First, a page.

Private DNS is a new feature in Android P, which allows you to globally override the DNS settings (received from your carrier, hotspot provider etc.). This means that the said carrier’s or provider’s DNS servers will not be able to log your browsing habits.
Trustjacking is a new “scary” attack on iOSnew “scary” attack on iOS devices, exploiting user’s lack of understanding or what’s going on. When plugging into an unknown computer or charger user may choose to “trust” it, which allows the remote device quite a degree of access to iPhone/iPad data. Many don’t realize that this trust remains after the device is disconnected and may be exploited, for instance, via Wi-Fi, if Wi-Fi sync is enabled. Many others also think that this trust is necessary for charging.
Basically, Apple should have looked at how Android 6+ has a “charge only” USB mode by default, fixed the wording and be done with it.
Protecting from this attack is extremely simple on Supervised (DEP) devices via EMM.
Here’s how it’s done via AirWatch, but any other major EMM will have something similar – this is Apple’s standard OS feature.
As a bonus, this will prevent not just the Trustjacking attack, but many other threats and leaks, since it blocks everything.
Wondering, how many had this configured before the Trustjacking news?
Those of you who follow me on LinkedIn may have noticed that I have a new workplace, which comes with a Digital Workspace.
This means less wireless, but even more on Enterprise Mobility, EMMs, mobile security Android, iOS, Windows 10 and MacOS (did you know that both MS and Apple made their desktop OSes manageable by EMM ?)
Why VMware/AirWatch, why EMM?
This is going to be a long-ish and exalted neophyte read, purely optional.
If you prefer a less-neophyte approach, here’s a post of a very influential EMM expert (I follow brianmadden.com for quite a while) that did the same thing around the same time as I.
OK, now my version.. You’ve been warned 🙂
Given the events in the last two years, I think that UEM solutions are ripe for conquering whatever remaining market is left there, and VMware is surely spearheading the charge with AirWatch (market-dominant) and the new WorkSpace ONE (watch the cool 7-min demo here). I am personally really sold on this story and here’s why:
- One can’t manage iOS without EMM
- In 2017 Google had really made Android Enterprise their focus, and I believe it is now very much ready for “serious” Enterprise use. Up to the point of stating that GMS devices are now better and more secure than non-GMS. That being said, I’ve never been a fan of AirWatch managing Android pre-AE, but with AE the playing field is levelled and most of the custom stuff that other EMM vendors did no longer matters.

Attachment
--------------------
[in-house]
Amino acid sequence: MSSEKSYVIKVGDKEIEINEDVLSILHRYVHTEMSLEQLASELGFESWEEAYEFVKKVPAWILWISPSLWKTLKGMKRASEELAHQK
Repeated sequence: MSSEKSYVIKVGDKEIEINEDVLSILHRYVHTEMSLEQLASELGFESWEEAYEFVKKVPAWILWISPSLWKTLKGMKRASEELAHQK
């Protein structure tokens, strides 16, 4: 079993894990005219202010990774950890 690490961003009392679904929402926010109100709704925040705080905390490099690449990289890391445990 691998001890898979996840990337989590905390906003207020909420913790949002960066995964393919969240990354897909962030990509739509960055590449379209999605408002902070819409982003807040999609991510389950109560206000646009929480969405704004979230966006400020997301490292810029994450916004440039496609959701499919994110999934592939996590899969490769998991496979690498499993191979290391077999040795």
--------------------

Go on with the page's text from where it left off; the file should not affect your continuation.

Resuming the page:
- Desktop OSes (Win10 1709+ and MacOS High Sierra+) can be managed with EMM just like the mobile devices, and both MS and Apple seem to take this direction seriously.
- CE6 is dead and WEHH6.5 dies in less than two years. Given no other competition, everythin will be either iOS or Android, and none of those can be realistically deployed without MDM/EMM. And another weak spot for AirWatch that is going away soon.
- Identity management and SSO have fully matured in the last few years, and are ripe to become standard, rather than “enhanced/advanced” functionality in the Enterprise infrastructure. And WorkSpace ONE (if you’ve seen the demo) has a unique value proposition here.
- Being able to show off AutoCad on an iPad is cool! 🙂 But more importantly, being able to free the enterprise from the leash of legacy apps (must have IE6, Java5 etc etc etc) by delivering them virtualized even to mobile devices means that mobile first has to real reason not to happen.
- Who else can combine the industry-leading EMM/UEM, identity management and virtualization into one package?
So, where else to be in the EMM world? 🙂
Or do you disagree? Let me know your thoughts here or on LinkedIn/Twitter!
P.S. Bonus point to those who recognize the cover image 🙂
After publishing my post regarding tightening the screws on non-GMS devices and gradual move towards all-GMS in the Enterprise, I have received a response, which was very representative of what I was thinking last year, when digesting all the Android Enterprise news [formatting and edit by me]:
AOSP was or still is the major [vendor] differentiator. With all these Android changes
1) it will be almost no matter what devices will be engaged
2) the role of 3rd party EMMs will go down. Google will be everywhere.
Do you feel it as a positive news?
Before looking any further, please pause and consider, how do you feel about that? Now, read on!
I’ve previously covered the BYOD experience in Android P, now let’s delve into corporate-owned scenarios. My attempt to cover everything in a single long post had failed, so I’m splitting this into a series. Today we’re covering lockdown.